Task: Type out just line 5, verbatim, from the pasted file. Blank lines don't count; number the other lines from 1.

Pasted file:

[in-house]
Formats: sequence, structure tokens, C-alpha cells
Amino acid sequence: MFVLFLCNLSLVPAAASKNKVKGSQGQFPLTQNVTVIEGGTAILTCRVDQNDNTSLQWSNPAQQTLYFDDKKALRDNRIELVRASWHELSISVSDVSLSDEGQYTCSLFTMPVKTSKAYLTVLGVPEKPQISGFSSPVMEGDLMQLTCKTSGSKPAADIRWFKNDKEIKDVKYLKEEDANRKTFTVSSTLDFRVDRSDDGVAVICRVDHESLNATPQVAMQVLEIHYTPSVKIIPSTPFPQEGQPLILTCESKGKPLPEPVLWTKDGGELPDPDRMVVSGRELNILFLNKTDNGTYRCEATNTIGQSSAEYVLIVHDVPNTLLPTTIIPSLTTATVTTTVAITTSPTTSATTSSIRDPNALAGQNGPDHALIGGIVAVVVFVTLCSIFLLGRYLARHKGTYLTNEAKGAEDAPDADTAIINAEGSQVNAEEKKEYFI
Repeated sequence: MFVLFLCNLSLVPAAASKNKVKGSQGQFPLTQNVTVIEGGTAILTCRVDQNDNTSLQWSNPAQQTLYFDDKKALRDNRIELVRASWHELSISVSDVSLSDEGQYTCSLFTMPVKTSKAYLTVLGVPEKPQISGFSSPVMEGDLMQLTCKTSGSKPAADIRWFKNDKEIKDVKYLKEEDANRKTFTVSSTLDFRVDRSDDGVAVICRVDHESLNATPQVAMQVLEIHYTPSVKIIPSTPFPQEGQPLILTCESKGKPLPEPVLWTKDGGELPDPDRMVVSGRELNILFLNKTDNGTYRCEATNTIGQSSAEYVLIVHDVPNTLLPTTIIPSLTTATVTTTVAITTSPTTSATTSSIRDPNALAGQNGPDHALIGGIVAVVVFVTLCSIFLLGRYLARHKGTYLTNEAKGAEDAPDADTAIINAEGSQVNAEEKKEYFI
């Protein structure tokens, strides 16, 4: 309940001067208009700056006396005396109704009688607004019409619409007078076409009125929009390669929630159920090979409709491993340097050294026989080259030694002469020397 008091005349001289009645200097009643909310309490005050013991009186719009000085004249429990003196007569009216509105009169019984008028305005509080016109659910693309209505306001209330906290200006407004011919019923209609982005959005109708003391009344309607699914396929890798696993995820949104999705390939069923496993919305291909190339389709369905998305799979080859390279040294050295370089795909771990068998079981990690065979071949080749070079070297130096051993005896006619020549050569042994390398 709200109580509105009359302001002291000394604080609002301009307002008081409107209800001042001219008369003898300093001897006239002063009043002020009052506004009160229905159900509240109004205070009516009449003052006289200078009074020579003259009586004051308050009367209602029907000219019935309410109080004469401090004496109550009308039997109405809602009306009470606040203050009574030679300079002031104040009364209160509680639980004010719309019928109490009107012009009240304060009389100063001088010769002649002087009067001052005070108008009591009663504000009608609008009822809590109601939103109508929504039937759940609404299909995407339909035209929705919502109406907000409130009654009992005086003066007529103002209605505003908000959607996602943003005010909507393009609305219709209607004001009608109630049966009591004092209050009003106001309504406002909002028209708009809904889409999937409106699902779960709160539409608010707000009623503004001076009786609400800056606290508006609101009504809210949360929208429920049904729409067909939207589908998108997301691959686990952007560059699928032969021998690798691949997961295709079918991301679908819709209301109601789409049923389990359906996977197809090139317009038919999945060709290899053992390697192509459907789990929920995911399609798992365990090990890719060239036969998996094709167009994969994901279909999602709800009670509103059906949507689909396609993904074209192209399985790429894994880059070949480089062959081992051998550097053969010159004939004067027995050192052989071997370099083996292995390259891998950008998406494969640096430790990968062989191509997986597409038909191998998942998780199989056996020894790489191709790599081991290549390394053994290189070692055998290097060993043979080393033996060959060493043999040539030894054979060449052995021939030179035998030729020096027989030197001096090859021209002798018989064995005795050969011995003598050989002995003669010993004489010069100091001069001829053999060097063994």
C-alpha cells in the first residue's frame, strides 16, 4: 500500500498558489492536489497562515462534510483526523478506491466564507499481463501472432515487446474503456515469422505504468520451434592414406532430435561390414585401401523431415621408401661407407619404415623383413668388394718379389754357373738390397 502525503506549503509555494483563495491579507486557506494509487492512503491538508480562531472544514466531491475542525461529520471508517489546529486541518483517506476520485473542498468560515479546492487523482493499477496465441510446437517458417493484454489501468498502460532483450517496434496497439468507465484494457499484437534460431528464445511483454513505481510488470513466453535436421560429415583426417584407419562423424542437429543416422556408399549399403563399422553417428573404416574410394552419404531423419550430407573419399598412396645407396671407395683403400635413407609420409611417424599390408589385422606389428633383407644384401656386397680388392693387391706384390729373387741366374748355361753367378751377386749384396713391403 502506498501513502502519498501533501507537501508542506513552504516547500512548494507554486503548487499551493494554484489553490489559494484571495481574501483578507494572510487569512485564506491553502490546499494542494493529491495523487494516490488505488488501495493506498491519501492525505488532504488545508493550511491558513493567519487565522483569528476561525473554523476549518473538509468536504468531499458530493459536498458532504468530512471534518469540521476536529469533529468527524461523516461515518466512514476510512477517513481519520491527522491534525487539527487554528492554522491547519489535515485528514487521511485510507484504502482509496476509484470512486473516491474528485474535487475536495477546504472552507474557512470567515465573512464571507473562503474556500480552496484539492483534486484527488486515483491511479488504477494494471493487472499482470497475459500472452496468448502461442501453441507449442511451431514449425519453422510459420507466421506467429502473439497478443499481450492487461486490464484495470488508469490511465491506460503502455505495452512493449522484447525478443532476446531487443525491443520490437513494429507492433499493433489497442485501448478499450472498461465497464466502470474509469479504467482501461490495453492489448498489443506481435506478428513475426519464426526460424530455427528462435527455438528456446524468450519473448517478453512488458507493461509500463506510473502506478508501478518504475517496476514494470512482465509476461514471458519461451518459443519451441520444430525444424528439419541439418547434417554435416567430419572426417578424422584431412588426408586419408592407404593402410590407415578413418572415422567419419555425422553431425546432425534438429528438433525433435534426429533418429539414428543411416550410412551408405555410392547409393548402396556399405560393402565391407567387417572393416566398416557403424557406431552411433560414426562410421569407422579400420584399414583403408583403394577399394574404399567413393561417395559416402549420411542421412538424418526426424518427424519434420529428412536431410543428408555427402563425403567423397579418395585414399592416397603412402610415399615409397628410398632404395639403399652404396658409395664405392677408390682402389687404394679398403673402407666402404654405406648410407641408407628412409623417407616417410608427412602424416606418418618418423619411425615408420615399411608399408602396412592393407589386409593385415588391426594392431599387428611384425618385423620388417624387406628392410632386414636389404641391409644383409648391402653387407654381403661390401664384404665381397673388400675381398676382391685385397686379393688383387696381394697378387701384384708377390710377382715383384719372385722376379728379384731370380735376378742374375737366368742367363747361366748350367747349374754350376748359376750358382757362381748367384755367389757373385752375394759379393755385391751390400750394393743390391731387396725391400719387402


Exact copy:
């Protein structure tokens, strides 16, 4: 309940001067208009700056006396005396109704009688607004019409619409007078076409009125929009390669929630159920090979409709491993340097050294026989080259030694002469020397 008091005349001289009645200097009643909310309490005050013991009186719009000085004249429990003196007569009216509105009169019984008028305005509080016109659910693309209505306001209330906290200006407004011919019923209609982005959005109708003391009344309607699914396929890798696993995820949104999705390939069923496993919305291909190339389709369905998305799979080859390279040294050295370089795909771990068998079981990690065979071949080749070079070297130096051993005896006619020549050569042994390398 709200109580509105009359302001002291000394604080609002301009307002008081409107209800001042001219008369003898300093001897006239002063009043002020009052506004009160229905159900509240109004205070009516009449003052006289200078009074020579003259009586004051308050009367209602029907000219019935309410109080004469401090004496109550009308039997109405809602009306009470606040203050009574030679300079002031104040009364209160509680639980004010719309019928109490009107012009009240304060009389100063001088010769002649002087009067001052005070108008009591009663504000009608609008009822809590109601939103109508929504039937759940609404299909995407339909035209929705919502109406907000409130009654009992005086003066007529103002209605505003908000959607996602943003005010909507393009609305219709209607004001009608109630049966009591004092209050009003106001309504406002909002028209708009809904889409999937409106699902779960709160539409608010707000009623503004001076009786609400800056606290508006609101009504809210949360929208429920049904729409067909939207589908998108997301691959686990952007560059699928032969021998690798691949997961295709079918991301679908819709209301109601789409049923389990359906996977197809090139317009038919999945060709290899053992390697192509459907789990929920995911399609798992365990090990890719060239036969998996094709167009994969994901279909999602709800009670509103059906949507689909396609993904074209192209399985790429894994880059070949480089062959081992051998550097053969010159004939004067027995050192052989071997370099083996292995390259891998950008998406494969640096430790990968062989191509997986597409038909191998998942998780199989056996020894790489191709790599081991290549390394053994290189070692055998290097060993043979080393033996060959060493043999040539030894054979060449052995021939030179035998030729020096027989030197001096090859021209002798018989064995005795050969011995003598050989002995003669010993004489010069100091001069001829053999060097063994």